Page last updated at 07:05 GMT, Tuesday, 19 January 2010

Monmouthshire local dam hydro project before planners

The Beaufort dam Photo: TAP
A water intake filter would be installed at the base of the Beaufort pond dam

A community hydro electric scheme, to generate power from a Monmouthshire dam, goes to council planners later.

The Tintern Angiddy Project aims to generate electricity from up to 200 litres (44 gal) of water per second through an underground pipe, alongside the River Angiddy above Tintern.

The £300,000 scheme aims to produce 193 mwh of power a year and pass on profits to community projects.

There has been mixed local reaction but support from environmentalists.

The small-scale project would see water from the base of the Grade II-listed Beaufort dam travel underground for 1km (0.6 miles) to a turbine generator.

The idea was first put forward six years ago, with three smaller turbines, and has cost £27,000 to reach the planning stage.

The Tintern Angiddy Project (TAP) said the estimated £20,000 a year annual profit, after sale to the National Grid, would be distributed within the local community for clubs, organisations and green energy projects.

"It will produce about 200 megawatt hours per year, enough for about 40 houses or 29,000 cups of tea an hour," said Phil Powell, technical director of TAP.

Chairman Chris Rastall added that the inspiration came from their ancestors, who harnessed the brook to power the iron and wire works which once dotted the Wye Valley.

Natural beauty

"The Angiddy Valley was an original industrial site so we're turning full circle and there will be an end use of supporting the community."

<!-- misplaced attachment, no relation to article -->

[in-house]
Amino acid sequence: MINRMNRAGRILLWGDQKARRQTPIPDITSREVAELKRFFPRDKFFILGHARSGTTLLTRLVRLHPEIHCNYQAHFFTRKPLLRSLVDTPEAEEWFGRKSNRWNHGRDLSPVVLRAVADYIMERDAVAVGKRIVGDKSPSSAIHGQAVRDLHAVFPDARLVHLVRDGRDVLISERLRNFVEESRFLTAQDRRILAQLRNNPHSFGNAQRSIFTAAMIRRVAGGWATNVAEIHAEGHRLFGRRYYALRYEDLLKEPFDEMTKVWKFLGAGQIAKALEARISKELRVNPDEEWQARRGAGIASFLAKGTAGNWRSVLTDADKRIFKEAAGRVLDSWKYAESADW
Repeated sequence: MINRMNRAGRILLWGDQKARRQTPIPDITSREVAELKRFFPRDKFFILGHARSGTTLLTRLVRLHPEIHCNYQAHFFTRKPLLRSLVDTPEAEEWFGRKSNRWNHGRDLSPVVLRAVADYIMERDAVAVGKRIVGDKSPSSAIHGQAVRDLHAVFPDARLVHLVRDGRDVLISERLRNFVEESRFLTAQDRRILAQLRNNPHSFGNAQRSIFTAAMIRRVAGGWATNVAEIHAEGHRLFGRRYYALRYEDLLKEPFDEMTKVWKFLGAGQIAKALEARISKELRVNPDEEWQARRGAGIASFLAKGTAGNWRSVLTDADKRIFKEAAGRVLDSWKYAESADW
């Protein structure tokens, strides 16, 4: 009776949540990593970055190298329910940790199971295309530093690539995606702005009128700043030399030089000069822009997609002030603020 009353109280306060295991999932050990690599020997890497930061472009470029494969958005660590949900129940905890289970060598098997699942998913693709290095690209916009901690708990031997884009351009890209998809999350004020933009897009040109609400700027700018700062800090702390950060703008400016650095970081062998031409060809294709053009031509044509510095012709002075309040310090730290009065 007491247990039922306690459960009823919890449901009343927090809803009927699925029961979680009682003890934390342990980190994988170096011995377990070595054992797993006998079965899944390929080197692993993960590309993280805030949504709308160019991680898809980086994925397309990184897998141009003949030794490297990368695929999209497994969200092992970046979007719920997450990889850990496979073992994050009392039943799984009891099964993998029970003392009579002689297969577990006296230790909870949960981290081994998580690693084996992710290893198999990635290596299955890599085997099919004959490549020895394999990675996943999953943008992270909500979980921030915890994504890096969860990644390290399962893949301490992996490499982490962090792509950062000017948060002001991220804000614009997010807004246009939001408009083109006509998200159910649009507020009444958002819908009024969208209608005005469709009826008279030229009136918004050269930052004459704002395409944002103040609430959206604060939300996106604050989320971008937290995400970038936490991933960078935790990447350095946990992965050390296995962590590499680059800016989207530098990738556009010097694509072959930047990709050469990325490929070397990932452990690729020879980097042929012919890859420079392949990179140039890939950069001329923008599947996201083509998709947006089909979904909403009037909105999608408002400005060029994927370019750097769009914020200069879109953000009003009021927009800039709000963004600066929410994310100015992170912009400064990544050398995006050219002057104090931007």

Mr Powell added: "Tintern used to be one of the industrial centres of the country, all we're doing is modernising what was there before."

Supporters include the Wye Valley area of outstanding natural beauty, Friends of the Earth and 20 local people.

But there have been objections from 23 residents and Tintern community council.

Reasons for objections given include the effect on the water level in the river, claims of lack of local support and the small amount of electricity it will generate.

The Angiddy brook Photo: TAP
Water was first harnessed on the Angiddy hundreds of years ago to serve iron works

But TAP said there had been a full range of studies to answer objections, and Monmouthshire council planning officials have recommended the scheme is given a conditional go ahead.

The Environment Agency has issued a licence for water abstraction with an agreed level while the Countryside Council for Wales is satisfied that nature conservation need not be harmed.

The Glamorgan Gwent Archaeological Trust wants a condition to preserve a system of ancient leats - or watercourses - which run down the riverside and were used to supply water to the old iron works.

An outlet pipe across the dam will be painted in a colour to minimise its impact.

David Hood, a renewable energy consultant at the Centre for Alternative Technology in Powys, said micro hydro schemes were one of the most reliable producers of electricity.

"We're blessed with a fantastic resource of rain and hills and a fantastic opportunity to exploit it," he said.

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